The Definitive Horror Music Collection

Musical Score By: Various Artists

Performed By: Various Artists

Distributed by: Silva Screen Records

Reviewed by Melissa Minners


            Iím sure I have stated my opinion about horror film soundtracks several times over the years, but let me just state it one more time for the record.  Horror films often rely on their musical scores to set the tone and deliver the scares to their viewers.  The right musical score will have you shaking in your boots before the visual scares ever appear on screen.  This is why I was delighted to receive The Definitive Horror Music Collection, a four CD set featuring tracks from horror films spanning 90 years.

            Each CD features a specific time period.  CD number one profiles tracks from movies released from 2009-2001, CD number two features tracks from 1999 through 1984 and so on until you reach the last track on the fourth CD, Nosferatu, created in the year 1922.  Decades of some of the best horror film musical scores created by John Carpenter, John Williams, Hans Zimmer, James Newton Howard, Christopher Young, Jerry Goldsmith, James Bernard, Mike Oldfield and more performed by orchestras such as The City of Prague Philharmonic Orchestra, Michigan Music Works, London Music Works, The Philharmonic Orchestra and more.  I must confess that I listened to this collection backwards.  That is to say that I popped the fourth CD into the player first and worked my way back from there.  I was interested in hearing some of my old favorites before I checked out some of the newer stuff. 

            Some of the older scores found on CD4, like Bride of Frankenstein from Bride of Frankenstein and the Main Title/Finale of Dracula, relied on dramatic flare combined with elaborately composed darkly toned music to provide a sense of horror.  Others like Ave Satan from The Omen provide creepiness through the use of a choir, offering drama and a sense of foreboding through the vocal delivery.  But my favorite track on the fourth CD is Tubular Bells from The Exorcist.  As a child, this score scared the crap out of me, sending chills up my spine through the use of a high pitched repetitive piano piece - bah bah bah badah bah bah bah bahdah.  Now, as an adult, it still sends chills up my spine, but I can appreciate the subtlety employed by composer Mike Oldfield in this track.  At first, this scary piano piece is the focal point of the track, but then Oldfield distracts you with some peaceful score, suggesting innocence.  However, if you listen hard enough, you will notice that the chillingly repetitive piano piece is still there, lurking in the background just waiting for its chance to come out and get you.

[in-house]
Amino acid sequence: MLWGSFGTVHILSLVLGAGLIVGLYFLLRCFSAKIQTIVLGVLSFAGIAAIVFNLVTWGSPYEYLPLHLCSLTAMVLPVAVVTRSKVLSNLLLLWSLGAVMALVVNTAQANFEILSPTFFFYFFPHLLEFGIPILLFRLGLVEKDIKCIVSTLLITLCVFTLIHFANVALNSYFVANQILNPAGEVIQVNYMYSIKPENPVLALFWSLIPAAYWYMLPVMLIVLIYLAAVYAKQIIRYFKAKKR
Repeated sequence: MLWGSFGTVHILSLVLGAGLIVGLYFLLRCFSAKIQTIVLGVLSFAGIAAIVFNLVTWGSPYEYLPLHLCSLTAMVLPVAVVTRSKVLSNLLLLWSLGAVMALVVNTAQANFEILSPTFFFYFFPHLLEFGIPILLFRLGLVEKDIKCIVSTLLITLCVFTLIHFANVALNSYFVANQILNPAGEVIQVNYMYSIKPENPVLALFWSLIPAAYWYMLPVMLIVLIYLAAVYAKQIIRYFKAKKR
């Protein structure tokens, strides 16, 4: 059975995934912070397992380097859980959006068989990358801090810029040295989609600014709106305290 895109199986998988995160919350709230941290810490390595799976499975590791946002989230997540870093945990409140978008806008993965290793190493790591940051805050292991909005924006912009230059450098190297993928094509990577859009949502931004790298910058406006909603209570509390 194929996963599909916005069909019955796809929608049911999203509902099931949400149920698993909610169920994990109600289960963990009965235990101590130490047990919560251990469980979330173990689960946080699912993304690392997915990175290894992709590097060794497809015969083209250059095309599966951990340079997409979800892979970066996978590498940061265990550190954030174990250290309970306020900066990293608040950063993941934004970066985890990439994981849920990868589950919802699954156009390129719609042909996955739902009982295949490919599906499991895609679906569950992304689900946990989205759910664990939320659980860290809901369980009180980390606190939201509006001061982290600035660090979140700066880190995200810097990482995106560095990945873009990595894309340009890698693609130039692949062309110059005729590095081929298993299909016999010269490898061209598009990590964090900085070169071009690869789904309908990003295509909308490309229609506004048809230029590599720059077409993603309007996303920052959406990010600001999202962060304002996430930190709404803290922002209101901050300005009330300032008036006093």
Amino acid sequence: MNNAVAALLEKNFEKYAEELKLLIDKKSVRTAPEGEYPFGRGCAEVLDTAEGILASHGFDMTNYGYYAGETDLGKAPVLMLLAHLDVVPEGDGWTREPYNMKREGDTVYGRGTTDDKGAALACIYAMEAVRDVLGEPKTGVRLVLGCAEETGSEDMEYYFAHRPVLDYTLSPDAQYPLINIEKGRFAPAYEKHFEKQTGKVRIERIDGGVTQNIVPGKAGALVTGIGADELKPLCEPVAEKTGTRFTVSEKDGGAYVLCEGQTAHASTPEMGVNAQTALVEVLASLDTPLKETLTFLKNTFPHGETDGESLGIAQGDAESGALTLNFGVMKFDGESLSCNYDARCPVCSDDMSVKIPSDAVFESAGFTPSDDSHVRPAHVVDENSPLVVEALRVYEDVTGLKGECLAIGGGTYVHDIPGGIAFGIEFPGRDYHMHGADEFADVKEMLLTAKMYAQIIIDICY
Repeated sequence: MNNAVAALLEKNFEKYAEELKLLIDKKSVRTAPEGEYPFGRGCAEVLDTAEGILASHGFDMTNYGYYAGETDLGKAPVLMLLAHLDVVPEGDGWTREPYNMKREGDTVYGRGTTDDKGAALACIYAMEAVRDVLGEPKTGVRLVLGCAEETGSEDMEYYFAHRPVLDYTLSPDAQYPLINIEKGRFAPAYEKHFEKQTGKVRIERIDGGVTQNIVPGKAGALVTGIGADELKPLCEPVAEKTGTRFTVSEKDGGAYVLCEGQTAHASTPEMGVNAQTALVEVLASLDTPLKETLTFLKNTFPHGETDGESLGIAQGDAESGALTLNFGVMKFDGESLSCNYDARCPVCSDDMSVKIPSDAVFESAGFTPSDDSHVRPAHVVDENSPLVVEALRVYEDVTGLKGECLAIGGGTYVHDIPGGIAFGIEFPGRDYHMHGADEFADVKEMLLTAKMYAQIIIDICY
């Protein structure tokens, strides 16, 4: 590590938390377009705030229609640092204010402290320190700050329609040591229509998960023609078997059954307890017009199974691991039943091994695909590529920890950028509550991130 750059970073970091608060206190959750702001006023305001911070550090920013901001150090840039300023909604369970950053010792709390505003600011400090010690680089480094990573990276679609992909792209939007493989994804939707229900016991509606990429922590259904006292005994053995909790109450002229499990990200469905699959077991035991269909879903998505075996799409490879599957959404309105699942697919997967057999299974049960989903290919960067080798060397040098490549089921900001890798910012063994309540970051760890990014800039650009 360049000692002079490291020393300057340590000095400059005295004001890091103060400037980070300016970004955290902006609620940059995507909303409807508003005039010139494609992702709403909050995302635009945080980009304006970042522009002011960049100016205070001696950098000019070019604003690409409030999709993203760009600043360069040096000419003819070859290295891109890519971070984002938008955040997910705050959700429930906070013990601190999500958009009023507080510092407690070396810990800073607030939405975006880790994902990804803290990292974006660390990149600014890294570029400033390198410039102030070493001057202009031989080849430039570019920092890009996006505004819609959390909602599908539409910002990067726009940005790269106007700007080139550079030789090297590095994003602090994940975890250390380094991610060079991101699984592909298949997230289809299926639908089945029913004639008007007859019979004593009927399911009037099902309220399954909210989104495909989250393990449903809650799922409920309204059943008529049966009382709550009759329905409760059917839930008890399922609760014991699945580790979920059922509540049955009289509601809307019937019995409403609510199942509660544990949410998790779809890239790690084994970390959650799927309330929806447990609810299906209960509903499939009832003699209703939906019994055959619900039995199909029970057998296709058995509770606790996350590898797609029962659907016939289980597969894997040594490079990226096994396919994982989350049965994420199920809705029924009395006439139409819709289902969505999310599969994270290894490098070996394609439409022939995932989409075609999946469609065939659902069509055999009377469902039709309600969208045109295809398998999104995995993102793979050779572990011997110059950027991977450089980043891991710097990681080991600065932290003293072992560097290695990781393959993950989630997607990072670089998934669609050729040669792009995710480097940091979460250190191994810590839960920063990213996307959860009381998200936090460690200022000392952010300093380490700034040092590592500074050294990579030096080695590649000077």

CDs 2 and 3 featured tracks from films I grew up with like Nightmare on Elm Street, Halloween (ThereĎs that spooky repetitive piano theme again!), Alien, Aliens, Poltergeist, Christine, Predator and more.  Although I enjoy this track, I question the existence of Buffy the Vampire Slayer on CD2 as I thought this was a horror film compilation and the Theme featured on this CD is from the television show.  I also questioned the absence of the theme from The Amityville Horror - thereís almost nothing scarier than the sound of children singing in high pitched voices as the music turns more and more sinister in tone.  Also missing - Murder from Psycho.  I mean, come on!  That's a classic!  Iím sure it would have been a terrific substitute for the Main Theme of Ghostbusters which I consider to be more of a comedy than a horror film.

            Once we get to CD1, we begin to notice an interesting change in the music.  There are more synthetic sounds incorporated into todayís horror film tracks.  Again, I wondered about the presence of the Main Title from Dexter, a television show about a serial killer, and Suite from War of the Worlds, a movie that was more science fiction than horror.  But who can deny the creepiness of Hello Zep from SAW, Vide Cor Meum from Hannibal or the End Titles of Drag Me to Hell.

            All in all, despite the two notably missing tracks, The Definitive Horror Music Collection is a dream come true for all those who can appreciate a truly creepy horror film soundtrack.  Featuring sixty tracks from some of the best horror films to ever hit the silver screen, this four CD compilation set is just what the horror film fan ordered! 


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